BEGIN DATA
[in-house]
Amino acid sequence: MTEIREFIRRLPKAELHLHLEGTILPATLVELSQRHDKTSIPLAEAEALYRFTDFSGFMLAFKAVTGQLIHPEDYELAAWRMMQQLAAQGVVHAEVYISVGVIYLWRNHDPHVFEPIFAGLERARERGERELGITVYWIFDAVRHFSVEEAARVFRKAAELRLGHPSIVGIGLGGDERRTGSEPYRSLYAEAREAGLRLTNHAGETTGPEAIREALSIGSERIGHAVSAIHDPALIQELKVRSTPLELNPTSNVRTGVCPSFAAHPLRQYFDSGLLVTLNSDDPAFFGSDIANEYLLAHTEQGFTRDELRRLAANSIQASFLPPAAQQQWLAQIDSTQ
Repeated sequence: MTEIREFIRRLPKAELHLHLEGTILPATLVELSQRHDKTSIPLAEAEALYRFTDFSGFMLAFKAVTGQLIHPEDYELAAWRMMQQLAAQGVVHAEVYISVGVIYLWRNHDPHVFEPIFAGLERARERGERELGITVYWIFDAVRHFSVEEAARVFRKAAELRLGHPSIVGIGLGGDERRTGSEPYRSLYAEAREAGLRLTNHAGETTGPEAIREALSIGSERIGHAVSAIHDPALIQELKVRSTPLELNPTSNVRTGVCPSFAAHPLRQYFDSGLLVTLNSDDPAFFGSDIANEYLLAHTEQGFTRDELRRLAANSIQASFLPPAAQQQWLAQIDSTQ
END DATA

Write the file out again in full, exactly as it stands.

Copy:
[in-house]
Amino acid sequence: MTEIREFIRRLPKAELHLHLEGTILPATLVELSQRHDKTSIPLAEAEALYRFTDFSGFMLAFKAVTGQLIHPEDYELAAWRMMQQLAAQGVVHAEVYISVGVIYLWRNHDPHVFEPIFAGLERARERGERELGITVYWIFDAVRHFSVEEAARVFRKAAELRLGHPSIVGIGLGGDERRTGSEPYRSLYAEAREAGLRLTNHAGETTGPEAIREALSIGSERIGHAVSAIHDPALIQELKVRSTPLELNPTSNVRTGVCPSFAAHPLRQYFDSGLLVTLNSDDPAFFGSDIANEYLLAHTEQGFTRDELRRLAANSIQASFLPPAAQQQWLAQIDSTQ
Repeated sequence: MTEIREFIRRLPKAELHLHLEGTILPATLVELSQRHDKTSIPLAEAEALYRFTDFSGFMLAFKAVTGQLIHPEDYELAAWRMMQQLAAQGVVHAEVYISVGVIYLWRNHDPHVFEPIFAGLERARERGERELGITVYWIFDAVRHFSVEEAARVFRKAAELRLGHPSIVGIGLGGDERRTGSEPYRSLYAEAREAGLRLTNHAGETTGPEAIREALSIGSERIGHAVSAIHDPALIQELKVRSTPLELNPTSNVRTGVCPSFAAHPLRQYFDSGLLVTLNSDDPAFFGSDIANEYLLAHTEQGFTRDELRRLAANSIQASFLPPAAQQQWLAQIDSTQ